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article imageAndroid Marshmallow has miniscule impact, on just 2% of phones

By James Walker     Mar 9, 2016 in Technology
Google released new official figures revealing how the rollout of the latest version of Android, 6.0 Marshmallow, is going. The vast majority of users have yet to experience the new OS as it is present on only 2 percent of phones, months since launch.
The updated statistics can be viewed on Google's Developer Dashboard. It details the overall usage of each released Android version, providing a good indicator of how market adoption is progressing. For Marshmallow, it appears to be agonisingly slowly.
Four months in, only 2.3 percent of Android devices run the new operating system. Updates have been slow in coming for the majority of phones in use, explaining why the latest and greatest version of the OS is still struggling to find its feet in the world.
The report also details the usage of older Android versions. Combined, Lollipop 5.0 and 5.1 remain the most popular Android edition, present on a total of 36.1 percent of devices. 4.4 Kitkat is still on 34.3 percent despite now beginning to show its age. Jelly Bean versions 4.1 and 4.2 account for 22.3 percent of devices.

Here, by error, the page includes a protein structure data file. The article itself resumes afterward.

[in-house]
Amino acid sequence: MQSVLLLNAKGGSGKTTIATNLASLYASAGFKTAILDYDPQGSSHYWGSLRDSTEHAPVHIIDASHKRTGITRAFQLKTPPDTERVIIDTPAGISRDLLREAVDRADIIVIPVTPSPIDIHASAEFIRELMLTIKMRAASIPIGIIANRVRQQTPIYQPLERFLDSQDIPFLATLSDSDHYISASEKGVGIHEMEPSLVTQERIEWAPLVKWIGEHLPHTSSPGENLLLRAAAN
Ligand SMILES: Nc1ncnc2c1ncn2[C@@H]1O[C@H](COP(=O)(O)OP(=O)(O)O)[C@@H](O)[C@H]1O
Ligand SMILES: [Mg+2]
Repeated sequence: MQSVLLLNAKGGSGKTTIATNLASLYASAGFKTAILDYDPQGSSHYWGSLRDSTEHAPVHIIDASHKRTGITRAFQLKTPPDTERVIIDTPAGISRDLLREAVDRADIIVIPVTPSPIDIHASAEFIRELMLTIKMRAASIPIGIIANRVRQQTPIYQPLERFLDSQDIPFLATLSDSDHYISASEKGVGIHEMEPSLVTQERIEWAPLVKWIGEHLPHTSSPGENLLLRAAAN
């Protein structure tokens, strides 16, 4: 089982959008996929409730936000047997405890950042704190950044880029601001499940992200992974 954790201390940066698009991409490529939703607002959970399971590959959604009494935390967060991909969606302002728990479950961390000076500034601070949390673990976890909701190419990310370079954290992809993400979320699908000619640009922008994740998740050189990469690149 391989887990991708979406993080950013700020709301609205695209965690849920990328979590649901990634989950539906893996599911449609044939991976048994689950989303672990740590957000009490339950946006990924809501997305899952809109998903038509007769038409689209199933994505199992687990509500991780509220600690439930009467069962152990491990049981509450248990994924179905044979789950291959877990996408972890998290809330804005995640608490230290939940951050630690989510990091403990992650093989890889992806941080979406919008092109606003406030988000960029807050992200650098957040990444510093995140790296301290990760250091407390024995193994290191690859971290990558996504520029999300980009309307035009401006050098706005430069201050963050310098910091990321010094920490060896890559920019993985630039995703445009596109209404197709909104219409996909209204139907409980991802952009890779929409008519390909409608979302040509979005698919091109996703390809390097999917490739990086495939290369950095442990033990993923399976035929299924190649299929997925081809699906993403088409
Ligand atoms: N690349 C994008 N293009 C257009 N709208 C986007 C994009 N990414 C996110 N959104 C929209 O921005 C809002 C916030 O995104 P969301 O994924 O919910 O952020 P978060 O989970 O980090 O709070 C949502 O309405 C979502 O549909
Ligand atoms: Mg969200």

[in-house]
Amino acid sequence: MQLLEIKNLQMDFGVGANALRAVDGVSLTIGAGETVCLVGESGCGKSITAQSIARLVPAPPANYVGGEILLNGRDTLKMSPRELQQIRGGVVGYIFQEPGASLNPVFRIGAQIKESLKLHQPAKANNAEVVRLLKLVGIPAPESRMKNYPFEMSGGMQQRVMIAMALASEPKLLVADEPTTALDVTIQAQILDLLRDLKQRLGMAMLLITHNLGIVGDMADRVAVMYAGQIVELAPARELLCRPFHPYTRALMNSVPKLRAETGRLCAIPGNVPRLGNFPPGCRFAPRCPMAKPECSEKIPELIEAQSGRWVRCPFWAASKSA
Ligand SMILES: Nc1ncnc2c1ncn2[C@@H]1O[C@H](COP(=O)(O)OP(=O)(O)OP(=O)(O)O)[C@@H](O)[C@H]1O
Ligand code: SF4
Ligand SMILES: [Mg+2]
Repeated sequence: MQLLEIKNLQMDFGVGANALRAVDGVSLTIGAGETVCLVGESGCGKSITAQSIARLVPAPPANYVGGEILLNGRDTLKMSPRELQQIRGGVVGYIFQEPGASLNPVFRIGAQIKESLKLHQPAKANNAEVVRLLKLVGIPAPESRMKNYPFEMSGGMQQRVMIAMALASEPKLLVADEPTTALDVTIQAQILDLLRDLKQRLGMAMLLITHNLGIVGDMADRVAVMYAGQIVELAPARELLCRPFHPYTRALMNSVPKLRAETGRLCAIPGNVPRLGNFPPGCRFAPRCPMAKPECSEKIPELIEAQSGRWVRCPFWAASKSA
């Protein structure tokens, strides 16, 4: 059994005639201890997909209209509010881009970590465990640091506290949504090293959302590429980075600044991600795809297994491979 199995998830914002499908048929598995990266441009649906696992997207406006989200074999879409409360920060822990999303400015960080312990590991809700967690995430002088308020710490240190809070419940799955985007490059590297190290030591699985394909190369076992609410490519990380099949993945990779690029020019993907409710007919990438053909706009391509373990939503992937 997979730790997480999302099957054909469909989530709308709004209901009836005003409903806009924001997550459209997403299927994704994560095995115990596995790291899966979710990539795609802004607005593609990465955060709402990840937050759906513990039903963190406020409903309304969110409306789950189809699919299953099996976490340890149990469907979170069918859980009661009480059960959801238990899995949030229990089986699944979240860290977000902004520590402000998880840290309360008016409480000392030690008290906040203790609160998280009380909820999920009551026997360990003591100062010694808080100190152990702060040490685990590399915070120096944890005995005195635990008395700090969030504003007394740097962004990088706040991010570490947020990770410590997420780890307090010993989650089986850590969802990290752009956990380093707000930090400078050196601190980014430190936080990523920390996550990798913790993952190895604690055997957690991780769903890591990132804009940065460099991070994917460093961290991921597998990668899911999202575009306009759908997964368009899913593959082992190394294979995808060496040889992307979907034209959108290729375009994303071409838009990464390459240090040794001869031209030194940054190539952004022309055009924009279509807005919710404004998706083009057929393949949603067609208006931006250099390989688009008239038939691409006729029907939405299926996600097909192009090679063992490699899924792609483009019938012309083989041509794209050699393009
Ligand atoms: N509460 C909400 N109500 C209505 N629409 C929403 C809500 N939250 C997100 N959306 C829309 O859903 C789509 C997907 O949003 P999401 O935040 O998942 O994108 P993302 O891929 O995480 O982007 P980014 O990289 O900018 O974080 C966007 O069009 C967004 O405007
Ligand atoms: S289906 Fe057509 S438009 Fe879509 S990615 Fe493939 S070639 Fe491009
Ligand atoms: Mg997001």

Ice Cream Sandwich, version 4.0, retains 2.3 percent of the market, less than the ancient 2.3 Gingerbread edition with 2.6 percent. Finally, 2.2 Froyo, one of the earliest versions of Android released to the public, still sees 0.1 percent market share.
Market share of individual Android versions  March 2016
Market share of individual Android versions, March 2016
Google
Marshmallow has less market share than 2010's Gingerbread, a sobering fact given the popularity of Android six years ago compared with its status today. Marshmallow has grown significantly since February though, suggesting it could enjoy wider usage among consumers in the near future.
Last month, it passed the 1 percent mark for the first time, hitting 1.2 percent with a 0.5 percent increase. In the 30 days since, it has grown another 1.1 percent, implying that adoption is starting to pick up even if it is at a sluggish rate.
The rise can be attributed to a wave of new device launches, including Samsung's Galaxy S7 and the LG G5, as well as software updates finally making their way to older phones. Samsung recently pushed Marshmallow out the door to last year's flagship phones, the Galaxy S6 and S6 edge, opening it up to a much wider audience.
Android Marshmallow includes several new features that let users do more on their phone. The interface has received a refresh, including a new app launcher and expanded Google Now integration, and built-in support for hardware including fingerprint sensors and USB Type-C is present for the first time.
A smart power-saving feature, Doze, automatically curbs the background usage of apps, saving so much battery that total drain time can be doubled in some cases. This feature alone would be welcomed by many consumers but it is unlikely that many existing phones will ever be updated unless they are a recent device.
The fragmented nature of Android makes it hard for manufacturers to ship updates in a timely manner, restricting the new features of upgrades to people who bought a premium phone to begin with or can afford to do so now.
More about Google, Android, android marshmallow, Smartphone, Os
 
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